Two-day talks on plans for a Middle East development bank ended in Cairo on 17 May without agreement on the basic principle of whether a new source of funds for the region is necessary. Representatives of up to 32 states have been discussing plans for a new bank in the context of the regional economic development working group, part of the multilateral peace process. This was the third time the group has met since the proposals were first put forward at the Casablanca summit in November 1994 (MEED 24:3:95).

‘It is difficult to see how it will come out,’ says one European delegate at the talks. ‘It is still early days, and it is a question of clarifying the ideas.’ He says the group will move towards monthly meetings to meet the October deadline, when a draft document on the form of the institution is to be presented to the economic summit in Amman.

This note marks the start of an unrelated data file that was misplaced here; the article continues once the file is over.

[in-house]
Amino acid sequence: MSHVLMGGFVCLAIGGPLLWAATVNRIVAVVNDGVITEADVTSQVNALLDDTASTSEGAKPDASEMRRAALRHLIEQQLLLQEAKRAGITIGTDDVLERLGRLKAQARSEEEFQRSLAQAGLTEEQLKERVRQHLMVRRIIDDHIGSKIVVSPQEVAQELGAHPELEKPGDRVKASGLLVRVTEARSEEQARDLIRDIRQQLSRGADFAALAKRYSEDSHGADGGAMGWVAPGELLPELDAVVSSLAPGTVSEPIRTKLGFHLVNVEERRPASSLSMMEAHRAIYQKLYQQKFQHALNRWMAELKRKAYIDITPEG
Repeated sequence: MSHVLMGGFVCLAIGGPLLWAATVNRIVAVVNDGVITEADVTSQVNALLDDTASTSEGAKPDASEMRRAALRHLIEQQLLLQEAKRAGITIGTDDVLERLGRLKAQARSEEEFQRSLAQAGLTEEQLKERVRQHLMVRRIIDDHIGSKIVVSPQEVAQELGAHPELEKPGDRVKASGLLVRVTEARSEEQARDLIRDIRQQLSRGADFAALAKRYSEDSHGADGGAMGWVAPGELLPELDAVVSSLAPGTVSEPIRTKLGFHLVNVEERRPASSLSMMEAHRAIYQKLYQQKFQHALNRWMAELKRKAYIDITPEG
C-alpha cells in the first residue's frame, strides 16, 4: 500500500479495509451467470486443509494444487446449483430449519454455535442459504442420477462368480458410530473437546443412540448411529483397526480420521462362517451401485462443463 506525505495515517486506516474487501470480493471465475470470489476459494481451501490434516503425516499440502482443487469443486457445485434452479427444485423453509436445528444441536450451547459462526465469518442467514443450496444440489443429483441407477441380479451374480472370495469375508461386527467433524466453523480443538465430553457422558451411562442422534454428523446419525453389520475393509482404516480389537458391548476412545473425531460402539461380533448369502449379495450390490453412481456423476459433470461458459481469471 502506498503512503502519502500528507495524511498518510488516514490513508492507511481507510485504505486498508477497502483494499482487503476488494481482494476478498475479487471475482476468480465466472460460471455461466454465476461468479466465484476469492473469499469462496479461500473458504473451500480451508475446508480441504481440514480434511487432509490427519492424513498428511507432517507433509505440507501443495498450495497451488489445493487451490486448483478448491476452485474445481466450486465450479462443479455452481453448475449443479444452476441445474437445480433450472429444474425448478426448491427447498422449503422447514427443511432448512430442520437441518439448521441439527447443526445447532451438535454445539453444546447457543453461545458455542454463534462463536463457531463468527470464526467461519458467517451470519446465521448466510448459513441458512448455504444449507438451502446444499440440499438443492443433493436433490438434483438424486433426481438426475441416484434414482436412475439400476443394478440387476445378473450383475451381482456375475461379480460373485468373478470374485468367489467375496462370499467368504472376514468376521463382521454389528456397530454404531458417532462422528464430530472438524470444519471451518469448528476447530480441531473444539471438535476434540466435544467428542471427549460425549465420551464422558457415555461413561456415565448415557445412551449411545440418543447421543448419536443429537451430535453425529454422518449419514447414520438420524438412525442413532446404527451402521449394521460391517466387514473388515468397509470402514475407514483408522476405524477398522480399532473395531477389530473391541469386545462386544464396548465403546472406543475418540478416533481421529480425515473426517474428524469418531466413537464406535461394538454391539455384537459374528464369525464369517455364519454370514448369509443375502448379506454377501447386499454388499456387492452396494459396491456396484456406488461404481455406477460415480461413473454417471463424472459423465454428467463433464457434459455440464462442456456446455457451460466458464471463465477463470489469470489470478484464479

The US, Japan, Jordan, Egypt, Israel and PLO all favour a bank with capital of $5,000 million that could approach capital markets and raise funds for regional projects. However, those plans have been opposed by a majority of European and some Gulf states, who say there are already sufficient resources committed to the region.

‘We are still not convinced of the usefulness of a bank,’ said Daniel Maitre, representing France, after the meeting. The EU is proposing a policy co-ordination forum that would help channel more effectively the funds of existing institutions, such as the World Bank, the European Investment Bank and the Islamic Development Bank. Gulf states, including the UAE, have also criticised the plans saying they will favour Israel.